Whether you are starting a campaign from scratch, or just inherited one from a new client, the most important skill in running a profitable PPC Campaign is being able to analyze your accounts performance on many different levels quickly, and efficiently. Trying to navigate through the AdWords interface to view your quality scores, ad performance, bids, and overall ROI, can give even the most season veteran a headache. Luckily, Microsoft Office enables us to do some pretty handy things when it comes to visualizing data. The most valuable skill for any PPC master is the ability to utilize pivot tables.
How to create a pivot table
The pivot table is a table in Microsoft Excel used to visualize large amounts of data. To create the pivot table we will be using today, you will need to run a keyword report for every keyword in your account. Now open this file in Excel. Highlight all of the data by clicking in the upper left corner. Then click to the data tab, and click on the pivot table option. Now a new worksheet should open up, and you should be able to customize the columns, and rows for each of the following techniques.
Having a clean account structure is one of the best ways to make your job easier. To see exactly how your account is arrange place the ad Group and Campaign values in the row label of your pivot table. Now this will give you a hierarchical view of your account. You should be looking for consistent organization (i.e. if you have one campaign organized by match types, all should be the same way). This may not be useful if you built a campaign from the ground up, but if you’ve ever inherited a PPC campaign, this will help give you an idea of what you predecessor was going for.
Next up is to check on your bidding strategy. This is helpful for seeing where that sweet spot is on a CPC basis. You should really only make this table on a campaign or ad group level. Different campaigns should be performing differently, hence why they are a different campaign. Now clear out your last pivot table, and put the Max CPC in the rows field on your pivot table builder. You will need to use the calculated, at this point you will need to decide what you want to look at. You can either look at the number of conversions you have, or the cost/conversion. Either way this should help you determine where you should be shifting your bids.
From there we can look at how your ads are performing. Now you will need to run an Ad report. You can then segment however you want. Typically I focus on testing headlines, and comparing them to click through rate and conversion rate. This will allow you to determine if specific headlines or patterns work best for your industry. For this table put the Ad Column in the row labels field of the pivot table builder, and put the CTR in the values column. Using this data, you can test your ads more easily & see the most profitable headlines.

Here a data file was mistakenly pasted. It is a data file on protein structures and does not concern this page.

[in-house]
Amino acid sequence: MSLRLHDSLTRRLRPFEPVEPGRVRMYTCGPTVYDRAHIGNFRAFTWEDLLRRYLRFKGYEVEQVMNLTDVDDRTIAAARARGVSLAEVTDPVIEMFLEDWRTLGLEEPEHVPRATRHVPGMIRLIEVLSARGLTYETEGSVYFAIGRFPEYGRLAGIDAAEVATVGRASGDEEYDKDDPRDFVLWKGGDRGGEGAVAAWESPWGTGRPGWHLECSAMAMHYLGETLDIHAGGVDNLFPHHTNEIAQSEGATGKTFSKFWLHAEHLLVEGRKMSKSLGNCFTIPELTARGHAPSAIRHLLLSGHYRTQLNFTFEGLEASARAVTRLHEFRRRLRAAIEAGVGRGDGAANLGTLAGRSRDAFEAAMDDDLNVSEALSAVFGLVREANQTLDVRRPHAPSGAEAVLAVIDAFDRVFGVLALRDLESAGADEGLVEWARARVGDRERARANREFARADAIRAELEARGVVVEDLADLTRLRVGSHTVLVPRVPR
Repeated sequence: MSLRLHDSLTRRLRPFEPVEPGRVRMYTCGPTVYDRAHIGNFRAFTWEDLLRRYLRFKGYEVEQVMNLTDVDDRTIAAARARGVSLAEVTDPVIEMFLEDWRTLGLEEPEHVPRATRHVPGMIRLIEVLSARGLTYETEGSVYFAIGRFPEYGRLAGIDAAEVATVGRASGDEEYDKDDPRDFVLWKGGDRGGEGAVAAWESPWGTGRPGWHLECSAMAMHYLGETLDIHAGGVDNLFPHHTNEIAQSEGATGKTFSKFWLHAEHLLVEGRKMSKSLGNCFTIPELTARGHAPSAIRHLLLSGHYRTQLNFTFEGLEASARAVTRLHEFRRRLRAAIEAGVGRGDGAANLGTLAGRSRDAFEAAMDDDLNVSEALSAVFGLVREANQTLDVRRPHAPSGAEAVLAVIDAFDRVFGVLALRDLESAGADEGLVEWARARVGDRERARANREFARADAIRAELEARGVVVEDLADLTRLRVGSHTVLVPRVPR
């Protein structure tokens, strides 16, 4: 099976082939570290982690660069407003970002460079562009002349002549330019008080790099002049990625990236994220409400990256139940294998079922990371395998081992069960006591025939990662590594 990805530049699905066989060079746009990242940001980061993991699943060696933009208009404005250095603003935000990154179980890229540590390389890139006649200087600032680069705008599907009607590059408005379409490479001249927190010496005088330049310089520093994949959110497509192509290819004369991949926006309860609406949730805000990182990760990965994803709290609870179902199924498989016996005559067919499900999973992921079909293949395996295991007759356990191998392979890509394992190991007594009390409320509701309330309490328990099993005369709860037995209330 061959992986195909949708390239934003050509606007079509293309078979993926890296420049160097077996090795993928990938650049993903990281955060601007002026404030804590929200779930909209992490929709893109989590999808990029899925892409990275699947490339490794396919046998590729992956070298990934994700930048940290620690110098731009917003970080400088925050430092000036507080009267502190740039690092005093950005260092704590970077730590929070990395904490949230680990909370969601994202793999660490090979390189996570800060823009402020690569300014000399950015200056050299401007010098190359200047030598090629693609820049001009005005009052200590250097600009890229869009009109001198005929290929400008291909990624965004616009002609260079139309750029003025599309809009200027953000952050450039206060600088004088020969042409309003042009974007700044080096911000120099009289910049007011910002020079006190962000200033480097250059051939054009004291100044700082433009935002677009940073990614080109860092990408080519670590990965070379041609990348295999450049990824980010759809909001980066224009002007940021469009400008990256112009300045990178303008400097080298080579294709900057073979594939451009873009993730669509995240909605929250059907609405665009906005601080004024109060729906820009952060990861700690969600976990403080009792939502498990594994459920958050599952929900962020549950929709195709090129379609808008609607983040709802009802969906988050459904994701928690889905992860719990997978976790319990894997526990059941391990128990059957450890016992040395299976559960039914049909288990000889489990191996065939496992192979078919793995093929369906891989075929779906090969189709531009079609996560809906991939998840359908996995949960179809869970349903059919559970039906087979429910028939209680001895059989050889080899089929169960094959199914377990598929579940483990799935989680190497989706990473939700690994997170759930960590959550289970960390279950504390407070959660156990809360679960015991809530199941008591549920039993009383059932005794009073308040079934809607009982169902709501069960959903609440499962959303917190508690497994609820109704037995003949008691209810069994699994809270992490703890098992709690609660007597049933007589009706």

Now last but not least the probably the most helpful pivot table of the ones listed is Quality Score. If you don’t know why quality score is so valuable, check out this article. Now whenever you are auditing a PPC account, you should always check your Quality Scores whether you are testing ads, examining your bid strategies, or looking at your account structure always make sure you look at your quality scores.
Before we actually make the pivot table you will need to make a new column. Because a keyword with 10 impressions can be counted the same as a keyword with 10,000 impressions if you aren’t careful, we need to normalize the data. To do this create a click to a new album, and multiply impressions * quality score.
Now we are ready to create a pivot table. Depending on the size of the account you can either put campaigns or ad groups in the row labels field of the pivot table builder. From there put your QS*impressions column in the values field. Then add the sum of impressions to the values field as well.
The final step is to copy all of the data & paste only the values elsewhere (trust me trying to do calculations in Pivot tables is a nightmare). From there take your QS*Impressions and divide it by total impressions for each ad group. This will identify ad groups or campaigns with low quality scores. Those areas should always be addressed.
So pivot tables can save you a lot of time when it comes to auditing your account, and finding areas for improvement. Make sure that any of the data you use for these pivot tables is at least a weeks worth of data. That way you will at least partially account for different patterns throughout the week.